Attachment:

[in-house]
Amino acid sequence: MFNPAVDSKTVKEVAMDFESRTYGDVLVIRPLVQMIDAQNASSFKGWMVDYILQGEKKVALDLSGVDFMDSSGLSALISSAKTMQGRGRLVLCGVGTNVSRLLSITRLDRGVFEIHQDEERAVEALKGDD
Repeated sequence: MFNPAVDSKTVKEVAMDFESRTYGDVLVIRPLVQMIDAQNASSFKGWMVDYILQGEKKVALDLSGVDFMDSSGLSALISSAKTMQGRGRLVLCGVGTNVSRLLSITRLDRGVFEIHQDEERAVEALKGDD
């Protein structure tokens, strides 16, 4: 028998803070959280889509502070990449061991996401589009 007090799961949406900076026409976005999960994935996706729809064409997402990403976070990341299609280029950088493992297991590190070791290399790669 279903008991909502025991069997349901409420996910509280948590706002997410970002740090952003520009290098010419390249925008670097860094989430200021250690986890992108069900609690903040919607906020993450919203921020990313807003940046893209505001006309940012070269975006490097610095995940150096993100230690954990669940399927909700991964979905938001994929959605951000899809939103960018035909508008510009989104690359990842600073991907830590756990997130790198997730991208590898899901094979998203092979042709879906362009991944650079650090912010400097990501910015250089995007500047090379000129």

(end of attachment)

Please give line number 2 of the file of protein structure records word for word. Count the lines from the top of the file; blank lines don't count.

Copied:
Amino acid sequence: MFNPAVDSKTVKEVAMDFESRTYGDVLVIRPLVQMIDAQNASSFKGWMVDYILQGEKKVALDLSGVDFMDSSGLSALISSAKTMQGRGRLVLCGVGTNVSRLLSITRLDRGVFEIHQDEERAVEALKGDD